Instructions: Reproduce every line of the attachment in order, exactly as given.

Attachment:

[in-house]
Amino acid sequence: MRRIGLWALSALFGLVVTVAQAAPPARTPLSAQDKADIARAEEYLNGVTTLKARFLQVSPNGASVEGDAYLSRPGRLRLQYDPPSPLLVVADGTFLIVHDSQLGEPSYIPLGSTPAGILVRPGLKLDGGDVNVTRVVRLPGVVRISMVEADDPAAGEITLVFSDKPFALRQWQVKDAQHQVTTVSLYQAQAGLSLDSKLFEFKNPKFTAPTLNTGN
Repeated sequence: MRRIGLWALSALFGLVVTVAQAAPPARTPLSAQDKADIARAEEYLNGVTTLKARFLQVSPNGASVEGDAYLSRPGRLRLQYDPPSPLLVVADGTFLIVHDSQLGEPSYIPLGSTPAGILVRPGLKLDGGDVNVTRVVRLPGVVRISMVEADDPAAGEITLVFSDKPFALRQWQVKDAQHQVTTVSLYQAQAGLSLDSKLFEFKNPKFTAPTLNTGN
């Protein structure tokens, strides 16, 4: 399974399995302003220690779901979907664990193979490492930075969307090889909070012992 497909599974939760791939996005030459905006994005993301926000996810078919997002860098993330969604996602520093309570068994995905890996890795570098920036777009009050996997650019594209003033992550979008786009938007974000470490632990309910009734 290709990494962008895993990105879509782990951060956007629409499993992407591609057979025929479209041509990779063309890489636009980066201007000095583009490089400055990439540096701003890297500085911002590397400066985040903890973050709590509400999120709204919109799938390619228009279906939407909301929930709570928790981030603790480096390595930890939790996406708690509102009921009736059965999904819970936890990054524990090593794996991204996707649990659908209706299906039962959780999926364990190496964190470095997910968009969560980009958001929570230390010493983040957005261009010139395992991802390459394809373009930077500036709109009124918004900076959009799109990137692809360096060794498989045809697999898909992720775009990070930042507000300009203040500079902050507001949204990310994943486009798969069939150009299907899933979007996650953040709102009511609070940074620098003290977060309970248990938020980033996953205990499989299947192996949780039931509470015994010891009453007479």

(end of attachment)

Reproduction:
[in-house]
Amino acid sequence: MRRIGLWALSALFGLVVTVAQAAPPARTPLSAQDKADIARAEEYLNGVTTLKARFLQVSPNGASVEGDAYLSRPGRLRLQYDPPSPLLVVADGTFLIVHDSQLGEPSYIPLGSTPAGILVRPGLKLDGGDVNVTRVVRLPGVVRISMVEADDPAAGEITLVFSDKPFALRQWQVKDAQHQVTTVSLYQAQAGLSLDSKLFEFKNPKFTAPTLNTGN
Repeated sequence: MRRIGLWALSALFGLVVTVAQAAPPARTPLSAQDKADIARAEEYLNGVTTLKARFLQVSPNGASVEGDAYLSRPGRLRLQYDPPSPLLVVADGTFLIVHDSQLGEPSYIPLGSTPAGILVRPGLKLDGGDVNVTRVVRLPGVVRISMVEADDPAAGEITLVFSDKPFALRQWQVKDAQHQVTTVSLYQAQAGLSLDSKLFEFKNPKFTAPTLNTGN
């Protein structure tokens, strides 16, 4: 399974399995302003220690779901979907664990193979490492930075969307090889909070012992 497909599974939760791939996005030459905006994005993301926000996810078919997002860098993330969604996602520093309570068994995905890996890795570098920036777009009050996997650019594209003033992550979008786009938007974000470490632990309910009734 290709990494962008895993990105879509782990951060956007629409499993992407591609057979025929479209041509990779063309890489636009980066201007000095583009490089400055990439540096701003890297500085911002590397400066985040903890973050709590509400999120709204919109799938390619228009279906939407909301929930709570928790981030603790480096390595930890939790996406708690509102009921009736059965999904819970936890990054524990090593794996991204996707649990659908209706299906039962959780999926364990190496964190470095997910968009969560980009958001929570230390010493983040957005261009010139395992991802390459394809373009930077500036709109009124918004900076959009799109990137692809360096060794498989045809697999898909992720775009990070930042507000300009203040500079902050507001949204990310994943486009798969069939150009299907899933979007996650953040709102009511609070940074620098003290977060309970248990938020980033996953205990499989299947192996949780039931509470015994010891009453007479």